The Snowy Mountains Region is well known as a NSW winter holiday destination, but did you know that there are lots of things for adventurous families to do there in the warmer months?
If you’re into mountain bike riding, bushwalking or simply looking for a family holiday somewhere interesting and scenic this region, located approximately 6 hours south of Sydney, is a great place to explore.
Explore Jindabyne and surrounds
Overlooking man-made Lake Jindabyne, this scenic village is a great base from which to explore the Snowy Mountains. Start by visiting the Snowy Region Visitor Centre for information on accommodation and activities, maps and park passes.
Lake Jindabyne is serene and picturesque and perfect for summer water sports such as kayaking, waterskiing and fishing. It’s also a pleasant temperature to swim in on a hot day and, with stretches of sandy areas at the lake’s edge, it is a great place to spend a couple of hours with kids.
The foreshore trail is a concrete path, approximately 7km long, stretching around Lake Jindabyne’s shoreline. Our preschoolers had a great time riding their bikes along this easy path and also had the chance to test their mountain biking skills on the easy trails that run intermittently alongside the path.
For older kids and more experienced riders, there are plenty of great trails to explore further around the lake. These trails are shared trails and are just as pleasant for hiking.
There are a couple of fantastic playgrounds for kids, one close to town and the other further around the lake’s edge.
For supplies, including groceries and hire gear, Nugget’s Crossing Shopping Centre, located in the town centre, has everything you’ll need.
Tip: Learn all about the Snowy Mountains Scheme and Snowy Hydro while you’re in the area. The scheme consists of 16 major dams, one of which is Jindabyne Dam, constructed in the 1960s. You’ll find some good information at the Visitor’s Centre.
Hike to the top of Mount Kosciuszko
There are a couple of different ways to get to the top of mainland Australia’s highest mountain. One option, with kids, would be to take the Express Chairlift from Thredbo, which takes you to the start of the 13km return Kosciuszko Walk.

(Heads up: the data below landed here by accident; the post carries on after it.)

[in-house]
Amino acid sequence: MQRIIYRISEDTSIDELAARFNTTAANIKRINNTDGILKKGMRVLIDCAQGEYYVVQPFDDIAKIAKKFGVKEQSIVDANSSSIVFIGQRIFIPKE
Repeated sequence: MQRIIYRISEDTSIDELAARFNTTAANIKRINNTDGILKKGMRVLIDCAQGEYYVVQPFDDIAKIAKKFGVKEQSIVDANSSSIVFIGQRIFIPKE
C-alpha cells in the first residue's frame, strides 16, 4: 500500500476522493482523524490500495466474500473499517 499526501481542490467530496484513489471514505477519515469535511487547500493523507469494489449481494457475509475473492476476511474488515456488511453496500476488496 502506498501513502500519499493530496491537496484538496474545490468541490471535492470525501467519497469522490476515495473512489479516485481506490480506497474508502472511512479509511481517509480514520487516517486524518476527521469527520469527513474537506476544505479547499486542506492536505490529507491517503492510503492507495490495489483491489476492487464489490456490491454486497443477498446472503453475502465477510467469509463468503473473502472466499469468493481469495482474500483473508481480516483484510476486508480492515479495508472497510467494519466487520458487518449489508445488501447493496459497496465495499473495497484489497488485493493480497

We chose to ride the alternate 18.6km return Summit Walk from Charlotte Pass.
This path (the old road to Mount Kosciuszko) although wide, is rocky and steep in many parts.
Bikes must be left at the bike stands at Rawsons Pass and the final 1.4km to the summit be done on foot.
Besides making it to the summit, crossing the Snowy River and a rest at the Seaman’s Hut, built in 1929, were highlights and the alpine wildflowers in bloom at this time of the year are a real treat.
The views from the top are sensational and, as the Summit Walk is snowbound in winter, it can only be tackled in the warmer months.
A ride or hike to the top of Mount Kosciuszko (2,228 metres) is an exhilarating and breathtaking experience. It is, however, a challenge (especially with kids) and proper equipment and preparation are essential.
Tip: With three five-year-olds and two four-year-olds in our group, tow-ropes, bike trailers and a huge amount of enthusiasm were all required. Older kids and adults who are fit and experienced mountain bike riders may not require a tow-rope or trailer.
Mountain biking in Thredbo
In the Summer months, this alpine snow sports village turns into a mountain biker’s dream. With clinics and programs for kids 7+, catering for all abilities from beginners to more experienced riders, Thredbo is a fantastic place for mountain bike enthusiasts.
We found a couple of tracks to suit our younger children and really enjoyed our morning here, but would recommend Thredbo for families with older kids.
Teenagers especially would love it. For the very brave and experienced riders, there are chairlift-accessed gravity trails for ages 7+.
Ride the Alpine Bobsled at Thredbo
The Alpine Bobsled at Thredbo is a 700m, twisting, turning bobsled track. Kids 9 years and older and over 130cm tall are allowed to ride the bobsled alone. Others must double up with a responsible adult. Although I couldn’t convince my kids to ride the bobsled on our visit, we had a lot of fun standing at the bottom and watching others coming down the mountain.
There is so much more to see and do in the Snowy Mountains Region. From trout fishing and bushwalking to horse riding and a visit to the Yarrangobilly Caves and Thermal Pool.
Our five day visit was predominantly a mountain biking holiday with friends, exploring and enjoying Lake Jindabyne in between bike rides.
I’d recommend the Snowy Mountains as a great family holiday destination in the warmer months, especially for adventurous families, families with a love of mountain biking and families with older kids/teenagers.
For more information, vist the Snowy Mountains tourism website.
Meg is a born and raised Novocastrian whose interests include gardening, reading and writing poetry. In between writing for Newy With Kids and working casually as a School Learning Support Officer, Meg enjoys camping and travelling with her family and exploring Newcastle and all it has to offer. Meg has two energetic kids and is passionate about kids having the opportunity to be outdoors as often as possible.